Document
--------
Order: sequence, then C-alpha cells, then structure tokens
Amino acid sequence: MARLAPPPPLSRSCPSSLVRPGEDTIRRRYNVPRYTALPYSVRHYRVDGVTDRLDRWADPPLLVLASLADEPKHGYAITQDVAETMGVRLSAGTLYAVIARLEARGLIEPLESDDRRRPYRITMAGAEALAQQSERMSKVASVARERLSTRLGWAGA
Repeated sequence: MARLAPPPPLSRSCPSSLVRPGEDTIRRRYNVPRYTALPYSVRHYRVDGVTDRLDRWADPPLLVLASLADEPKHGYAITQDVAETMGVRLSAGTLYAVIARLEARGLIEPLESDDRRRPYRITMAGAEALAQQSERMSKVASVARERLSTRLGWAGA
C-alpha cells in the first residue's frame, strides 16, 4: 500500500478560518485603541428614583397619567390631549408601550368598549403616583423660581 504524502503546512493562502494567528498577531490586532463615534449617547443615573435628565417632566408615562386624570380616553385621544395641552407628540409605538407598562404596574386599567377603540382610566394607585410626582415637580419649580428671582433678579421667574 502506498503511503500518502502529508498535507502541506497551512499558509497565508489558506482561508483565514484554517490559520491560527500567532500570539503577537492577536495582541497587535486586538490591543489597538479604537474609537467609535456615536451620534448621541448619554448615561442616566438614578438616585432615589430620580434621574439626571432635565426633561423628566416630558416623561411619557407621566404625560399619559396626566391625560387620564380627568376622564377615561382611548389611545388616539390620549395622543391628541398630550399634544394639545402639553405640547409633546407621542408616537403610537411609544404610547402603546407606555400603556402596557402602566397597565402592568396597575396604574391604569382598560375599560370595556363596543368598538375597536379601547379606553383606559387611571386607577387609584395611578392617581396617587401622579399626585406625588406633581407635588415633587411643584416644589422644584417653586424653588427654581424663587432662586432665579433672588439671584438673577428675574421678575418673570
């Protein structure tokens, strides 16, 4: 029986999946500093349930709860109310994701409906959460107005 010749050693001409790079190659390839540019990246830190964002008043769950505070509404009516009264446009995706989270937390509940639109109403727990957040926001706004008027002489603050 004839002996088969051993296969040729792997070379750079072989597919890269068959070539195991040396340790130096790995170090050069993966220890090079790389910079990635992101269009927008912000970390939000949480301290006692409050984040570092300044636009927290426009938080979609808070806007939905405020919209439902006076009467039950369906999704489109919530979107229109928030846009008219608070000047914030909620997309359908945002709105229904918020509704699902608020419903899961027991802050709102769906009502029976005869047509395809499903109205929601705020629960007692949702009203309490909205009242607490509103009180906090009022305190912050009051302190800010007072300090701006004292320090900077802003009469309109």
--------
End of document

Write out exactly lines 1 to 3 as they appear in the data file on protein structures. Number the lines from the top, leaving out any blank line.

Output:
Order: sequence, then C-alpha cells, then structure tokens
Amino acid sequence: MARLAPPPPLSRSCPSSLVRPGEDTIRRRYNVPRYTALPYSVRHYRVDGVTDRLDRWADPPLLVLASLADEPKHGYAITQDVAETMGVRLSAGTLYAVIARLEARGLIEPLESDDRRRPYRITMAGAEALAQQSERMSKVASVARERLSTRLGWAGA
Repeated sequence: MARLAPPPPLSRSCPSSLVRPGEDTIRRRYNVPRYTALPYSVRHYRVDGVTDRLDRWADPPLLVLASLADEPKHGYAITQDVAETMGVRLSAGTLYAVIARLEARGLIEPLESDDRRRPYRITMAGAEALAQQSERMSKVASVARERLSTRLGWAGA